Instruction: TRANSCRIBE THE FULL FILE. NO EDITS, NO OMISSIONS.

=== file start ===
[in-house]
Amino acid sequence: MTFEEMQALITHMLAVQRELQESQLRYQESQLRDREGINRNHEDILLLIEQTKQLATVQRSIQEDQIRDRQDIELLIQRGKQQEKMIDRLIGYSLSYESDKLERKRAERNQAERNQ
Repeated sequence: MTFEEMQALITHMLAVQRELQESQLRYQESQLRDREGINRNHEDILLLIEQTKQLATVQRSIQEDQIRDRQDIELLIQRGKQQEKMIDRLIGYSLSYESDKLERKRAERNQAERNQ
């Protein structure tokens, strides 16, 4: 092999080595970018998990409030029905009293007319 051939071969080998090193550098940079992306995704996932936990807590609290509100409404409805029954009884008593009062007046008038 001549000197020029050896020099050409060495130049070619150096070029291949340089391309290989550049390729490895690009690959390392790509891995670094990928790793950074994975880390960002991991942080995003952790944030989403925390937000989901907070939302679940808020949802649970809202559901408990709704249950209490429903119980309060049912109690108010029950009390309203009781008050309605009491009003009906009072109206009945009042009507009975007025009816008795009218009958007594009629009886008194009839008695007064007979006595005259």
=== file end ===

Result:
[in-house]
Amino acid sequence: MTFEEMQALITHMLAVQRELQESQLRYQESQLRDREGINRNHEDILLLIEQTKQLATVQRSIQEDQIRDRQDIELLIQRGKQQEKMIDRLIGYSLSYESDKLERKRAERNQAERNQ
Repeated sequence: MTFEEMQALITHMLAVQRELQESQLRYQESQLRDREGINRNHEDILLLIEQTKQLATVQRSIQEDQIRDRQDIELLIQRGKQQEKMIDRLIGYSLSYESDKLERKRAERNQAERNQ
């Protein structure tokens, strides 16, 4: 092999080595970018998990409030029905009293007319 051939071969080998090193550098940079992306995704996932936990807590609290509100409404409805029954009884008593009062007046008038 001549000197020029050896020099050409060495130049070619150096070029291949340089391309290989550049390729490895690009690959390392790509891995670094990928790793950074994975880390960002991991942080995003952790944030989403925390937000989901907070939302679940808020949802649970809202559901408990709704249950209490429903119980309060049912109690108010029950009390309203009781008050309605009491009003009906009072109206009945009042009507009975007025009816008795009218009958007594009629009886008194009839008695007064007979006595005259």